Boldt Castle: A Legacy of Love

Author: By Joan Fox Rose
Posted: Friday, June 26, 2009

It was just after dusk when I looked across Alexandria Bay and saw bright yellow lights beaming from the Boldt Castle windows  a beautiful castle that was never finished. Watching the lights flicker I could almost hear a Strauss waltz played on a baby grand as elegant dancers swirled around the castle’s grand ballroom. That scene might have been a reality…until tragedy struck.

At the turn of the 20th century, millionaire George C. Boldt (1851-1916) had the former Hemlock Island reshaped like a heart and hired 300 skilled workers to build his wife Louise a replica of a 16th century Rhineland castle. This new home was to be set among the more than 1000 Islands located on the St. Laurence River between the United States and Canada. George had come a long way from his humble beginnings.

When he made his way to America in search of fame and fortune, 13-year-old George, a Prussian immigrant, found work in hotel kitchens where he learned hotel business basics through first-hand experience. As he developed more business acumen he was invited to manage The Philadelphia Club, an elite men’s club. During this employ he met Louise Augusta Kehrer, the blond, blue-eyed owner’s daughter.

It was love at first sight for George who reportedly told friends he had found his beautiful princess. The couple married when he was 26 and she 15, and they had two children, George Boldt, Jr and Louise Clover Boldt.

From the beginning of their marriage the Boldt’s were a successful business team. George had a knack for overall hotel management, and Louise supervised hotel staff and acted as hostess, first for the Bellevue hotel in Philadelphia and then the Waldorf Astoria hotel in New York City. She had a natural sense of style and acquired knowledge about hotel amenities that were part of 19th century gracious living, and she was instrumental in making the 1890’s era Waldorf Astoria a major success.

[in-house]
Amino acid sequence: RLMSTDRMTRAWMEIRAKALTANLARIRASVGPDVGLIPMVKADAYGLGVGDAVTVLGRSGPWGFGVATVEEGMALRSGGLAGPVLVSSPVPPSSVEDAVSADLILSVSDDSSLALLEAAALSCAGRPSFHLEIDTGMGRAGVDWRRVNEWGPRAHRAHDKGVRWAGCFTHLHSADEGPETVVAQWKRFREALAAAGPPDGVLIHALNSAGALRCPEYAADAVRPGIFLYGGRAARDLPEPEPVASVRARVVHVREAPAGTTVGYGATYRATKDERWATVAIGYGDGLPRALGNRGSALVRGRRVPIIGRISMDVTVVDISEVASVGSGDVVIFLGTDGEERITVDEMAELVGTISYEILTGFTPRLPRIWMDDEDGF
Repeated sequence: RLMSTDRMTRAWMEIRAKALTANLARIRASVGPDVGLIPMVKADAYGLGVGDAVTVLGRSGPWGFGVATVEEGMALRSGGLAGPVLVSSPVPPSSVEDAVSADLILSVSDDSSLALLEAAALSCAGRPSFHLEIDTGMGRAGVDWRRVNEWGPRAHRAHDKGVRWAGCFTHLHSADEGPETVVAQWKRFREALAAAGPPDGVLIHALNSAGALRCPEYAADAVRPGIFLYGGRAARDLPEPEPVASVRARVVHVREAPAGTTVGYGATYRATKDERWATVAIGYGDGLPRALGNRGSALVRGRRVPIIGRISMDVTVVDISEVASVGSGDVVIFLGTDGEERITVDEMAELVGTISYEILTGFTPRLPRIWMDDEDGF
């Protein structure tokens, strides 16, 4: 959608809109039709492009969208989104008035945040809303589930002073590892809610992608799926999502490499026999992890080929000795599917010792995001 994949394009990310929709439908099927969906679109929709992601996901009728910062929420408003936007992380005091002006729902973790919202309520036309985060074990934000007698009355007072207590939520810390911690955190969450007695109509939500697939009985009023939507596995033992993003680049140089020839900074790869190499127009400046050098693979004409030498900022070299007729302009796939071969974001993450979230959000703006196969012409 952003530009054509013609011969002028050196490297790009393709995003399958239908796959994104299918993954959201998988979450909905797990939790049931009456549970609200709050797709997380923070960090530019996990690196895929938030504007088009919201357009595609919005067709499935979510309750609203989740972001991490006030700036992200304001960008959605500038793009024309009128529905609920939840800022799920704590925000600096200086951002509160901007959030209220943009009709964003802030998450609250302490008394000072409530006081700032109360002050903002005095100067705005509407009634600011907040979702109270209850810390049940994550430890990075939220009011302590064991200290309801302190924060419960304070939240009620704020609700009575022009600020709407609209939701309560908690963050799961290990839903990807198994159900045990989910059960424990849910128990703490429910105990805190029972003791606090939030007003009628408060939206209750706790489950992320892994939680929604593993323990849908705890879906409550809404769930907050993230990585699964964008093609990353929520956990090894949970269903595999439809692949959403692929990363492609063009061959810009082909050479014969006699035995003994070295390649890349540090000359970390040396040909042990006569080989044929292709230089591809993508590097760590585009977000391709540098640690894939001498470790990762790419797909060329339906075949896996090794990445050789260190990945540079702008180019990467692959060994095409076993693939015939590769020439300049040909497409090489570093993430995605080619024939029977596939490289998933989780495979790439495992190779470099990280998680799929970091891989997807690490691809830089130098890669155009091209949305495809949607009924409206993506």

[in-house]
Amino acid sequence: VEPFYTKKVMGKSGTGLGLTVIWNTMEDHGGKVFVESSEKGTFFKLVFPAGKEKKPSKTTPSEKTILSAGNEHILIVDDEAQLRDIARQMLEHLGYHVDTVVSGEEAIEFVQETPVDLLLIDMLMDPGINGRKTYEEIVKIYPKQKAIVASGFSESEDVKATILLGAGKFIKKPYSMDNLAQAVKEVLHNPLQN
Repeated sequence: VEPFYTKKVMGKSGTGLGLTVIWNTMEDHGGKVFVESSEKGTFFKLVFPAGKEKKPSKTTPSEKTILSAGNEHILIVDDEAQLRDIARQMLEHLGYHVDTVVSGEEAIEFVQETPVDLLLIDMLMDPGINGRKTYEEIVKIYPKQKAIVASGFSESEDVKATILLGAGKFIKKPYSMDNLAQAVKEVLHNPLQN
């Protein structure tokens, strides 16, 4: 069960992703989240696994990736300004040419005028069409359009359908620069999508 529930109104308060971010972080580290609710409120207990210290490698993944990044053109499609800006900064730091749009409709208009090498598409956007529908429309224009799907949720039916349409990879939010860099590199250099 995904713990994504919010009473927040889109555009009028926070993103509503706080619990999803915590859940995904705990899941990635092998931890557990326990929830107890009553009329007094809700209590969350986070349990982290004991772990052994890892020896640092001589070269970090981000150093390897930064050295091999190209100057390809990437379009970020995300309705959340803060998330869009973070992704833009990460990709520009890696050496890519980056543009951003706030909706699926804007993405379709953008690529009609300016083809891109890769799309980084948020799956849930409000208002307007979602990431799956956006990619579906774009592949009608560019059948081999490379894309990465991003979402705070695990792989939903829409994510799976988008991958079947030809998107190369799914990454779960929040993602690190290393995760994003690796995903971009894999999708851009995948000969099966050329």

Eventually George managed the Waldorf Astoria and eventually became the hotel’s proprietor. At that time, he was known as the most successful hotel magnate in the United States. With his know-how of where to purchase the finest European and American building materials George had the 120 room castle-like mansion built to his specifications and planned to present the winsome Louise keys to the castle for a Valentine’s Day gift.

Six months prior to the castle’s pending four-year completion, during January 1904 (a month prior to her 42nd birthday) Louise died suddenly, a victim of heart disease. At the moment of her death, George stopped all work and was determined to leave the beautiful mansion to wind, weather and sea birds as a silent tribute to the wife he mourned until his death more than 30 years later.

 

Joan Fox Rose is a freelance writer living in Saratoga County.

 

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